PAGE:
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Golf: An Unofficial and Unauthorized History of the World's Most Preposterous Sportby Henry Beard
Synopses & Reviews
• An ingenious mix of facts and flights of fancy: The history of golf begins in 732 AD, when a relic of St. Andrew—patron saint of Scotland and of golf—was found wearing a copper arthritis bracelet. And who could forget 1492, when Christopher Columbus discovered the birthplace of Tiger Woods. Golf is the perfect gift for the serious—and not so serious—golfer. .
• Bestselling humorist: Henry Beard has authored or coauthored ten parodies, five of which are New York Times bestsellers, as well as more than two dozen other humor books, including French for Cats and The Official Politically Correct Dictionary . .
• Golf is Beard’s game: In a New York Times interview, Beard once said “It’s the most insidious of sports because once in a while you have a day where you do extraordinarily well and you think you can do very well—and you can’t. It’s just a tease. Even a Zen monk would be driven crazy by golf.” Beard has written seven other golf humor books, including Golfing: The Duffer’s Dictionary and The Official Rules of Bad Golf ..
From the master of parodies comes the unauthorized history of the world's most infuriating yet irresistible game.
As a serious player, a high handicapper, or simply a baffled onlooker to the awesome nonsense that is golf, have you ever wondered why, say, the golf balls have dimples, and the tee is both the thing you stick in the ground and the place you hit from, and the hole is so small, and the courses have all these big pits full of sand where any sane person would put grass?
Well, so did noted humor writer and avid hacker Henry Beard, who brought twenty-first-century computer search-engine technology to bear on this thousand-year-old game, tapping the internet's inherent capacity to confer a thin veneer of authenticity to far-fetched accounts of great moments in the history of golf, warped portraits of its legendary players, and fanciful conjectures about its origins and evolution.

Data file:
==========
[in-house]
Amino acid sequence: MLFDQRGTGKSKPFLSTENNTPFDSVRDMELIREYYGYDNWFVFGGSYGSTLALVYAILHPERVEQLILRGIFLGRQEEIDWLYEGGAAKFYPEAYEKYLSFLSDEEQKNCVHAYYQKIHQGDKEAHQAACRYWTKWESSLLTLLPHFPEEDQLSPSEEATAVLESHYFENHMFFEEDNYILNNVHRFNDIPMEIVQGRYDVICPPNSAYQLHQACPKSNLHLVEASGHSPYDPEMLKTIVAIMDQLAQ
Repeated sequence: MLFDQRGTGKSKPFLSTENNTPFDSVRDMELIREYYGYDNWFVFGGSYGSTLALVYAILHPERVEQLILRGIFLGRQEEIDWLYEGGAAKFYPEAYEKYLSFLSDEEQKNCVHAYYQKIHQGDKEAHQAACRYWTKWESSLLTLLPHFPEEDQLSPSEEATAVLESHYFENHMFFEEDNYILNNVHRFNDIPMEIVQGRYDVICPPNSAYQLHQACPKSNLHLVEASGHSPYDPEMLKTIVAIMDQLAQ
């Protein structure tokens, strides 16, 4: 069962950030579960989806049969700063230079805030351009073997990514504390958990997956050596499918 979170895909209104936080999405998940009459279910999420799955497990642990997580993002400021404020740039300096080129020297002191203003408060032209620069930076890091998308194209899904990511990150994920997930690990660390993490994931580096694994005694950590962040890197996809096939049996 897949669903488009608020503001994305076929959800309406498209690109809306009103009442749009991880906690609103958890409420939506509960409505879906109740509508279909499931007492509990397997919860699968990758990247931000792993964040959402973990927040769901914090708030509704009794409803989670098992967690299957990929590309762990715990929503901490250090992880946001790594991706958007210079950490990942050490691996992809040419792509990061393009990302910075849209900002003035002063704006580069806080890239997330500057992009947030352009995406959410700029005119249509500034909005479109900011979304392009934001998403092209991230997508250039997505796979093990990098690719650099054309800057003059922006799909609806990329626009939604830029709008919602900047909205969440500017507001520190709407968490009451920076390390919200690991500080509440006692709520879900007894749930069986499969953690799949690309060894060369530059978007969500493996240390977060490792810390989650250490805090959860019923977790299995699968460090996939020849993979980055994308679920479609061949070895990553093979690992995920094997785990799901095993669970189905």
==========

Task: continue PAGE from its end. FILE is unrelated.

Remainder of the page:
Employing an easy-to-read and simple-to-fudge timeline format, he chronicles the amazing process through which this screwy pastime with wacky equipment and loony rules played for penny wagers by a bunch of bored-silly shepherds was gradually transformed into a screwy sport with wacky equipment and loony rules played for million-dollar purses by superstar athletes.
As he peers through the mists of time to the birthplace of the game, Beard resolves once and for all its many mysteries, like where those weird-looking pants came from, when the fi rst telling of the Hit, drag Harry joke was, what a Stimpmeter is, and who dreamed up the idea of those stupid blimps.
Here, then, in one convenient golf-bag-side-pocket-sized volume is a rich, wildly embroidered, ludicrously embellished tapestry of colorful fabrications and highly entertaining but thoroughly dubious speculations that tell the tall tale of golf — the game that deranged the world.
About the Author
Henry Beard attended Harvard College and was a member of the Harvard Lampoon during the period when it published nationally noted parodies of Playboy, Life, and Time. He went on to found the National Lampoon with Douglas Kenney (the writer/producer of Animal House and Caddyshack) and served as its editor during the magazine's heyday in the 1970's. He is the author or coauthor of five New York Times bestsellers--Miss Piggy's Guide to Life, Sailing: A Sailor's Dictionary, French for Cats, Leslie Nielsen's Stupid Little Golf Book, and O.J.'s Legal Pad--and more than two dozen other popular humorous works, including Latin for All Occasions, Xtreme Latin, Bill Gates' Super Secret Laptop, The Official Politically Correct Dictionary, Zen for Cats, Mulligan's Laws, and a series of humorous pocket dictionaries, including Golfing, Fishing, Skiing, and Sailing.
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